Advanced Structural Wind Engineering
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This book serves as a textbook for advanced courses as it introduces state-of-the-art information and the latest research results on diverse problems in the structural wind engineering field. The topics include wind climates, design wind speed estimation, bluff body aerodynamics and applications, wind-induced building responses, wind, gust factor approach, wind loads on components and cladding, debris impacts, wind loading codes and standards, computational tools and computational fluid dynamics techniques, habitability to building vibrations, damping in buildings, and suppression of wind-induced vibrations. Graduate students and expert engineers will find the book especially interesting and relevant to their research and work.
1/1,975 1/3,160 1/3,950 5 1/200 1/400 1/1,000 1/1,995 1/3,990 1/9,975 1/15,960 1/19,950 of the design working life from 1 to 100 years. For a design working life of 50 years, the target values of the yearly exceedance probability range from 1/100 for class 0 to about 1/10,000 for class 5. For the evaluation of the wind resistance of existing buildings it may be necessary to extend the list of structural classes to buildings having specific cultural and historical values. These buildings have to
the understanding that virtually every wind climate may hide behind the observed parameters, however, with different probabilities. The probability p, that a specific triple (λ, s, k) randomly leads to the observed triple (λobs, sobs, kobs), can be obtained from simulations, i.e. for a wide range of triples (λ, s, k) the number of cases are counted which randomly lead to the observed triple. Then, the number of random matches for a specific triple is divided by the total number of random matches.
variations, which are greatly simplified in building codes and standard test methods. Most building codes specify component loads as single peak values that have only a few different values over the various building surfaces for a small range of buildings. Many building components have complex and redundant load paths; the chapter discusses how load sharing can be handled in such systems. The design of some building component and cladding systems depend on the storm duration and the numbers of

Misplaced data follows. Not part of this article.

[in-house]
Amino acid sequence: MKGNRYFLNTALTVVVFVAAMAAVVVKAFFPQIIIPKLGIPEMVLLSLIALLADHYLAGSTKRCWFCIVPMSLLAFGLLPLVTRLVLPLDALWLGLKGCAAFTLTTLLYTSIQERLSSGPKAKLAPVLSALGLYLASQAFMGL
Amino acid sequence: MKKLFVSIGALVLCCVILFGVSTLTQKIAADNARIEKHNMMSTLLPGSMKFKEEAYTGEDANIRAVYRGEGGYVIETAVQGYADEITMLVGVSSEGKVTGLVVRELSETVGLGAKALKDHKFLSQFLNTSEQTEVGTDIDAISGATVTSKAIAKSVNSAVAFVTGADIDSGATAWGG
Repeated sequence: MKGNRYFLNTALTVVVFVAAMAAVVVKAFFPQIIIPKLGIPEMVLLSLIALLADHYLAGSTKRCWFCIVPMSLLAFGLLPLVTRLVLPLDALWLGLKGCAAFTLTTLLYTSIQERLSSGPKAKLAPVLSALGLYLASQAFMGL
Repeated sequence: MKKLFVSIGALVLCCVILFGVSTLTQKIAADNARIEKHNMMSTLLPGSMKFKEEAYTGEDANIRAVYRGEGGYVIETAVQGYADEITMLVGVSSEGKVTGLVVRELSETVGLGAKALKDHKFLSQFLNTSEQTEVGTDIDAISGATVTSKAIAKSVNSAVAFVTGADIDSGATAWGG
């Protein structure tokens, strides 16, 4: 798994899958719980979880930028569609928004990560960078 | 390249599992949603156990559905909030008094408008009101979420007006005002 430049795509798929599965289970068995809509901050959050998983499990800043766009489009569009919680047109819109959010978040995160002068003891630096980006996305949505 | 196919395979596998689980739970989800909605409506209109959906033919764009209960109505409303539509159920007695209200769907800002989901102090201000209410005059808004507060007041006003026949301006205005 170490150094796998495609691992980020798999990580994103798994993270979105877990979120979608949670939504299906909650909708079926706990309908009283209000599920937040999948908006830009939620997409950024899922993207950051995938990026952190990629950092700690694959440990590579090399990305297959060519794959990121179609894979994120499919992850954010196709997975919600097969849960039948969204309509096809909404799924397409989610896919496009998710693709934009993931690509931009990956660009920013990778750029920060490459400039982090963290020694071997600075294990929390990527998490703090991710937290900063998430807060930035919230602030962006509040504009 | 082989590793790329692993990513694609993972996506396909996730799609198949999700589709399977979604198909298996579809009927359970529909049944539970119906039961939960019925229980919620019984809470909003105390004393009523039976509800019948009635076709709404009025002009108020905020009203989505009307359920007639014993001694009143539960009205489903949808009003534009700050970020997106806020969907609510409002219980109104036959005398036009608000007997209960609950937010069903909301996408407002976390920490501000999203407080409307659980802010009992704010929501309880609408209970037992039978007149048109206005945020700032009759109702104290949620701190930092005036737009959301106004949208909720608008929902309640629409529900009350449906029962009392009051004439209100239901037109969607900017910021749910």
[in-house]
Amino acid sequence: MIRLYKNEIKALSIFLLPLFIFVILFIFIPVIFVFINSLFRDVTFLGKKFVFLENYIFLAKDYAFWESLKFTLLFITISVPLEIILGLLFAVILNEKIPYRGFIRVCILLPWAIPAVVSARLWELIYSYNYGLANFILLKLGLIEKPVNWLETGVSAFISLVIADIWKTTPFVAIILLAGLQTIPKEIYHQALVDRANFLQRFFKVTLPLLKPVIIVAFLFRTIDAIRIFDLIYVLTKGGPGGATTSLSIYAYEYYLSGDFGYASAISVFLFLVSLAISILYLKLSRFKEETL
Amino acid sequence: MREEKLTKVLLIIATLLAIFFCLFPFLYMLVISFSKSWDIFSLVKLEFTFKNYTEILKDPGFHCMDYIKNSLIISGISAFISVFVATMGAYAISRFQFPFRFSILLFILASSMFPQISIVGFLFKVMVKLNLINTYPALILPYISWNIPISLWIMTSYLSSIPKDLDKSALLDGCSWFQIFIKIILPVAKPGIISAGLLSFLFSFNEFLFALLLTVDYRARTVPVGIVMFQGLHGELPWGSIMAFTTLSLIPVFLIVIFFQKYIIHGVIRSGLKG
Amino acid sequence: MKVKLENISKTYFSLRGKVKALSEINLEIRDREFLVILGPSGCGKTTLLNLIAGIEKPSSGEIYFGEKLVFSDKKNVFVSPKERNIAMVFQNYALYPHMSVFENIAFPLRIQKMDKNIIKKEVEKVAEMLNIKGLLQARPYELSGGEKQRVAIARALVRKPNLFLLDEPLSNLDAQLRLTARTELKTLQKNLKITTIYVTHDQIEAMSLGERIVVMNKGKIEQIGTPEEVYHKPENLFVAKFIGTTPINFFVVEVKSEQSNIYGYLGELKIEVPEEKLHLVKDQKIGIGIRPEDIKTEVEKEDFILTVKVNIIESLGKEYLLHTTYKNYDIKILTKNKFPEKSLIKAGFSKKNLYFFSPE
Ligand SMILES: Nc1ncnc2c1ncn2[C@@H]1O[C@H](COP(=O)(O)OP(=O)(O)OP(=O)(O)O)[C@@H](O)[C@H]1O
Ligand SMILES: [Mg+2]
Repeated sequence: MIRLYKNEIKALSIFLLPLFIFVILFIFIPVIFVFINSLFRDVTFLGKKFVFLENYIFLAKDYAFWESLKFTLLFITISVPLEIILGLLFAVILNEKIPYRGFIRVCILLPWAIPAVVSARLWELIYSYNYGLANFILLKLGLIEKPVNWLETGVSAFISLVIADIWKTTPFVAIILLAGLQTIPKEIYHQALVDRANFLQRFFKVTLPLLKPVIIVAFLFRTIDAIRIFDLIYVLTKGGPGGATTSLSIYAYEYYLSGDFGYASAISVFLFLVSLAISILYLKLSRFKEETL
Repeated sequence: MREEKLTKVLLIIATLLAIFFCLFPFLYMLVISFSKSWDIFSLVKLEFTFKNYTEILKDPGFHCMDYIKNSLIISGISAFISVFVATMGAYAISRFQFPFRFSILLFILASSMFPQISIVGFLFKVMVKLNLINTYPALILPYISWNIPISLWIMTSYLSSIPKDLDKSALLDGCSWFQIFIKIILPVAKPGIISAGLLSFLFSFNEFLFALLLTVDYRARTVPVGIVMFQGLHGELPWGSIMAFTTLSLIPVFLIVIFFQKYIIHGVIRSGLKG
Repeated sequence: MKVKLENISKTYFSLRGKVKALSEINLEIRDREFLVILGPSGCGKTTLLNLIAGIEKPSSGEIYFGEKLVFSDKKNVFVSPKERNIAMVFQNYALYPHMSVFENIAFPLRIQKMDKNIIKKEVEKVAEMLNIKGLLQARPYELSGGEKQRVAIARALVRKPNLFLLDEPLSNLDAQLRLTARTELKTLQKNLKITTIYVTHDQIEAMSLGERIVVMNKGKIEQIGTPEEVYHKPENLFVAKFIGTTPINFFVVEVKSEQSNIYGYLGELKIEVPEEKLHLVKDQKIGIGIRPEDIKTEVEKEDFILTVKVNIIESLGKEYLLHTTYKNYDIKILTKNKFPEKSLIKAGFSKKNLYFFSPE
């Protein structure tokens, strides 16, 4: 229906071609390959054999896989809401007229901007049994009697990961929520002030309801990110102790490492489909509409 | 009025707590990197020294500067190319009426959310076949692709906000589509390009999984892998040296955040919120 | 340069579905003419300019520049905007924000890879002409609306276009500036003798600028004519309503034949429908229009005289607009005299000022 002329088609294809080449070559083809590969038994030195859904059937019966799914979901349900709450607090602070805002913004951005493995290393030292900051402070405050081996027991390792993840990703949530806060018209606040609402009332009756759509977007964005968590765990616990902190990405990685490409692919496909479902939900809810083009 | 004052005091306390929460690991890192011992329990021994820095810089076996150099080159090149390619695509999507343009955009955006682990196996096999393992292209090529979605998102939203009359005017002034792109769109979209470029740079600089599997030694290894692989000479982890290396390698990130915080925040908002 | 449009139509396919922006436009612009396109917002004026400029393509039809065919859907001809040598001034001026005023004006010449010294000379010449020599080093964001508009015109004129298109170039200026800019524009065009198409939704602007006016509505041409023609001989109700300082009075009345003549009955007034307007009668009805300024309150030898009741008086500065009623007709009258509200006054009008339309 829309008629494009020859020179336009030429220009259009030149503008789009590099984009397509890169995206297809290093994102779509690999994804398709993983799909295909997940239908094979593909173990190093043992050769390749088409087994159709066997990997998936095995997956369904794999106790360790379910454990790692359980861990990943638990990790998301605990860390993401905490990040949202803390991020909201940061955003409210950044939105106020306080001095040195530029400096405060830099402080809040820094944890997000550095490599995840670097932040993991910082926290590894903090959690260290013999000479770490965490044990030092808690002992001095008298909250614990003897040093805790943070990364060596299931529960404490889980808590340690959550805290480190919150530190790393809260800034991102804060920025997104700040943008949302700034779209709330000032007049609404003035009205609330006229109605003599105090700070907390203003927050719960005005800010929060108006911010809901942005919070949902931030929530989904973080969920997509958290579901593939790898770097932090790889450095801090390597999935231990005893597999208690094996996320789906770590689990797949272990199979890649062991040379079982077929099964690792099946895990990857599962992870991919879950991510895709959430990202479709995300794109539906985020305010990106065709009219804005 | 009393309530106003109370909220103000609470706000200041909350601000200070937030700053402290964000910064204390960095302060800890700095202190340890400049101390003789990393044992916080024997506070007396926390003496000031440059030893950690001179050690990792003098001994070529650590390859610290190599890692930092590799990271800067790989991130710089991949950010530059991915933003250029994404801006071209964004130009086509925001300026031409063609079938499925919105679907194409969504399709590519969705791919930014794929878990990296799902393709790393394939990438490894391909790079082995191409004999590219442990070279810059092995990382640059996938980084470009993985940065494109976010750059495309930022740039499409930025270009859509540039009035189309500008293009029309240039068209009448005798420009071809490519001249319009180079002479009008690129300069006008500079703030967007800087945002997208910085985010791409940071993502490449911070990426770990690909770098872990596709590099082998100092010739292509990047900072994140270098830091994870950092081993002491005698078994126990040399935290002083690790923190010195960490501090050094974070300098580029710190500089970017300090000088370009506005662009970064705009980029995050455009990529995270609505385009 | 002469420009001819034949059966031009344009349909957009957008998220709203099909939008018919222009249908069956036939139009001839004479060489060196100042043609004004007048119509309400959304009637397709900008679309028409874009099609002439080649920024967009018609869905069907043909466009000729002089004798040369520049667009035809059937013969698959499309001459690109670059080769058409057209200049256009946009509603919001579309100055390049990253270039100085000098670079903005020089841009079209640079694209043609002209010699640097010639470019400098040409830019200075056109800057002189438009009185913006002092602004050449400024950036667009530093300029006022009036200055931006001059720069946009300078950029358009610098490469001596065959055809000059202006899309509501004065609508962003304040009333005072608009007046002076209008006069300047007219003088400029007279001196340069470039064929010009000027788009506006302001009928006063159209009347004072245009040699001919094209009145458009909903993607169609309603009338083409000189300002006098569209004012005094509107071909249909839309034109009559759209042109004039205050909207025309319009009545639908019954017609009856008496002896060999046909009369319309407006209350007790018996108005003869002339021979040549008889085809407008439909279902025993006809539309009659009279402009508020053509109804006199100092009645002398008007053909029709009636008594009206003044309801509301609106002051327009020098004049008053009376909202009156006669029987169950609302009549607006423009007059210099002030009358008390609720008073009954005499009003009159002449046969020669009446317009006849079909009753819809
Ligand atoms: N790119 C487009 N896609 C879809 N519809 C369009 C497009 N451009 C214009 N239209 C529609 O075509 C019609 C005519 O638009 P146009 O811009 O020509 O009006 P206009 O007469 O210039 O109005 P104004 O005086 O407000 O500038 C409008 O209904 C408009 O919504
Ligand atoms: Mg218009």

7.2.2 Temporal Variations of Wind Loads The temporal variations and the intermittent nature of the peak pressures were discussed in Sect. 7.2.1, pertaining to Figs. 7.1 and 7.5. As mentioned, the peak pressures are of very short duration due to the turbulence generated by the flow separation at the building edge and the turbulence in the wind. However, it is important to emphasize that there are a range of scales associated with these fluctuations, with energy up to roughly 10 Hz. Thus, it may
between layers is small, the volume between layers becomes relatively larger so that pl begins to behave like an internal pressure, pi, and becomes more spatially uniform and R tends to be reduced. Additionally, the size of the panels or components will play a role, although this has not been well quantified in the literature. Reductions of loads for pressure equalizing systems could be up to 40–60 % in some situations, although a 90 % reduction in the loads (i.e., R ¼ 0.9) may be possible. It is